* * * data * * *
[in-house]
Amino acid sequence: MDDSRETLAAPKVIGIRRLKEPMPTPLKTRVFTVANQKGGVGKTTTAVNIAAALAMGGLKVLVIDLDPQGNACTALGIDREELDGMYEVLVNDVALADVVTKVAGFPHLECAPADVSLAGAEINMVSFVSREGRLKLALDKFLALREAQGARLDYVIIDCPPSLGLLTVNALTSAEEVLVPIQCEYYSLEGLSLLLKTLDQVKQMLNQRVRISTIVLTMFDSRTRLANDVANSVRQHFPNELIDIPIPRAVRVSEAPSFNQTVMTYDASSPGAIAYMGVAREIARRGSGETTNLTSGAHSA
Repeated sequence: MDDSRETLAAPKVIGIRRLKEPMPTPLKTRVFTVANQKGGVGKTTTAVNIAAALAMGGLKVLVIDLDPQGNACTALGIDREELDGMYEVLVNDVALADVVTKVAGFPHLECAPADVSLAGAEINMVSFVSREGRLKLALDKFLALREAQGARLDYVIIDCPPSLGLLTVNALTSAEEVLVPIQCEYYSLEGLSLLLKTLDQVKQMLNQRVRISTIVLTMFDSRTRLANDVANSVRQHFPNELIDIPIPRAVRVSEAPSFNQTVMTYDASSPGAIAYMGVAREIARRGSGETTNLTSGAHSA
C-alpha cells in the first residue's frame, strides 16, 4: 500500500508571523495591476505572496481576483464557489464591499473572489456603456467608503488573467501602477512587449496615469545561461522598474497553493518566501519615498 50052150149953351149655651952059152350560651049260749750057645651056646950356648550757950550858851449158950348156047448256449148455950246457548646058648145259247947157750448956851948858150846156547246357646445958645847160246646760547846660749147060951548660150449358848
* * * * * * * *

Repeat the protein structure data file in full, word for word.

[in-house]
Amino acid sequence: MDDSRETLAAPKVIGIRRLKEPMPTPLKTRVFTVANQKGGVGKTTTAVNIAAALAMGGLKVLVIDLDPQGNACTALGIDREELDGMYEVLVNDVALADVVTKVAGFPHLECAPADVSLAGAEINMVSFVSREGRLKLALDKFLALREAQGARLDYVIIDCPPSLGLLTVNALTSAEEVLVPIQCEYYSLEGLSLLLKTLDQVKQMLNQRVRISTIVLTMFDSRTRLANDVANSVRQHFPNELIDIPIPRAVRVSEAPSFNQTVMTYDASSPGAIAYMGVAREIARRGSGETTNLTSGAHSA
Repeated sequence: MDDSRETLAAPKVIGIRRLKEPMPTPLKTRVFTVANQKGGVGKTTTAVNIAAALAMGGLKVLVIDLDPQGNACTALGIDREELDGMYEVLVNDVALADVVTKVAGFPHLECAPADVSLAGAEINMVSFVSREGRLKLALDKFLALREAQGARLDYVIIDCPPSLGLLTVNALTSAEEVLVPIQCEYYSLEGLSLLLKTLDQVKQMLNQRVRISTIVLTMFDSRTRLANDVANSVRQHFPNELIDIPIPRAVRVSEAPSFNQTVMTYDASSPGAIAYMGVAREIARRGSGETTNLTSGAHSA
C-alpha cells in the first residue's frame, strides 16, 4: 500500500508571523495591476505572496481576483464557489464591499473572489456603456467608503488573467501602477512587449496615469545561461522598474497553493518566501519615498 50052150149953351149655651952059152350560651049260749750057645651056646950356648550757950550858851449158950348156047448256449148455950246457548646058648145259247947157750448956851948858150846156547246357646445958645847160246646760547846660749147060951548660150449358848